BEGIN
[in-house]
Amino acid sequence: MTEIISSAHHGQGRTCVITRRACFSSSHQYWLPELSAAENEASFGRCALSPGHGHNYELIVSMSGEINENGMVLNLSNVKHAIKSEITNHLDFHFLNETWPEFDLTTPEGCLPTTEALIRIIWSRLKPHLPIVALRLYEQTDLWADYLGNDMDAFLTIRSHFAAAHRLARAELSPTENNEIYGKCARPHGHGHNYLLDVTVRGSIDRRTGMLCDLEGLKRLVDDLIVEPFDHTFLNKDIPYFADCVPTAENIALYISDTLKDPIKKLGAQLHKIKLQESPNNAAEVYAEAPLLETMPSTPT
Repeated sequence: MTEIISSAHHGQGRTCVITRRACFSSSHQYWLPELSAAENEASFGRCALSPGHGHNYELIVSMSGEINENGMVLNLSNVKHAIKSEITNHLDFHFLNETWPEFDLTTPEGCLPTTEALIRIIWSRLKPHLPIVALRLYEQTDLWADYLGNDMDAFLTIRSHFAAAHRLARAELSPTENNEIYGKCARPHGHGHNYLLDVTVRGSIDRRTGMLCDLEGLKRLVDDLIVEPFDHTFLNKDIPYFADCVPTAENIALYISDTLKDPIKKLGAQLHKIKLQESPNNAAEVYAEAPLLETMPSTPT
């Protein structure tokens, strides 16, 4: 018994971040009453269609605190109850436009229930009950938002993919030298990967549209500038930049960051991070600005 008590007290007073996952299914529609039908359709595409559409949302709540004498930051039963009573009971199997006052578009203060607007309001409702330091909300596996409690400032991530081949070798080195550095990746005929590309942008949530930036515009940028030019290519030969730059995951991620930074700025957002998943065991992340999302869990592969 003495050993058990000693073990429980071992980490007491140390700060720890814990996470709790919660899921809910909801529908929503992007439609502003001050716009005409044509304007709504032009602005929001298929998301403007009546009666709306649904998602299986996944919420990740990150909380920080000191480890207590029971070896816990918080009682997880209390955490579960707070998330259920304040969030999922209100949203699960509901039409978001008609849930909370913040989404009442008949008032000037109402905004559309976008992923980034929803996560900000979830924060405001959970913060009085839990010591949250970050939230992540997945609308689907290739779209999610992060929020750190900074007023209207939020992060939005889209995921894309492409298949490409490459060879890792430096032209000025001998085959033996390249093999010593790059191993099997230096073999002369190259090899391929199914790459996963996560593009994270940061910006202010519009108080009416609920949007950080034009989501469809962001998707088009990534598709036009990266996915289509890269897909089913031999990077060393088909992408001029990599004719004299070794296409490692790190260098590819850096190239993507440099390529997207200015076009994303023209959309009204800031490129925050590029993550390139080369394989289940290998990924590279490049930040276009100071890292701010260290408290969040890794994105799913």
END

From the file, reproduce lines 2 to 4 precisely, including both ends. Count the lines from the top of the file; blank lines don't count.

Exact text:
Amino acid sequence: MTEIISSAHHGQGRTCVITRRACFSSSHQYWLPELSAAENEASFGRCALSPGHGHNYELIVSMSGEINENGMVLNLSNVKHAIKSEITNHLDFHFLNETWPEFDLTTPEGCLPTTEALIRIIWSRLKPHLPIVALRLYEQTDLWADYLGNDMDAFLTIRSHFAAAHRLARAELSPTENNEIYGKCARPHGHGHNYLLDVTVRGSIDRRTGMLCDLEGLKRLVDDLIVEPFDHTFLNKDIPYFADCVPTAENIALYISDTLKDPIKKLGAQLHKIKLQESPNNAAEVYAEAPLLETMPSTPT
Repeated sequence: MTEIISSAHHGQGRTCVITRRACFSSSHQYWLPELSAAENEASFGRCALSPGHGHNYELIVSMSGEINENGMVLNLSNVKHAIKSEITNHLDFHFLNETWPEFDLTTPEGCLPTTEALIRIIWSRLKPHLPIVALRLYEQTDLWADYLGNDMDAFLTIRSHFAAAHRLARAELSPTENNEIYGKCARPHGHGHNYLLDVTVRGSIDRRTGMLCDLEGLKRLVDDLIVEPFDHTFLNKDIPYFADCVPTAENIALYISDTLKDPIKKLGAQLHKIKLQESPNNAAEVYAEAPLLETMPSTPT
């Protein structure tokens, strides 16, 4: 018994971040009453269609605190109850436009229930009950938002993919030298990967549209500038930049960051991070600005 008590007290007073996952299914529609039908359709595409559409949302709540004498930051039963009573009971199997006052578009203060607007309001409702330091909300596996409690400032991530081949070798080195550095990746005929590309942008949530930036515009940028030019290519030969730059995951991620930074700025957002998943065991992340999302869990592969 003495050993058990000693073990429980071992980490007491140390700060720890814990996470709790919660899921809910909801529908929503992007439609502003001050716009005409044509304007709504032009602005929001298929998301403007009546009666709306649904998602299986996944919420990740990150909380920080000191480890207590029971070896816990918080009682997880209390955490579960707070998330259920304040969030999922209100949203699960509901039409978001008609849930909370913040989404009442008949008032000037109402905004559309976008992923980034929803996560900000979830924060405001959970913060009085839990010591949250970050939230992540997945609308689907290739779209999610992060929020750190900074007023209207939020992060939005889209995921894309492409298949490409490459060879890792430096032209000025001998085959033996390249093999010593790059191993099997230096073999002369190259090899391929199914790459996963996560593009994270940061910006202010519009108080009416609920949007950080034009989501469809962001998707088009990534598709036009990266996915289509890269897909089913031999990077060393088909992408001029990599004719004299070794296409490692790190260098590819850096190239993507440099390529997207200015076009994303023209959309009204800031490129925050590029993550390139080369394989289940290998990924590279490049930040276009100071890292701010260290408290969040890794994105799913």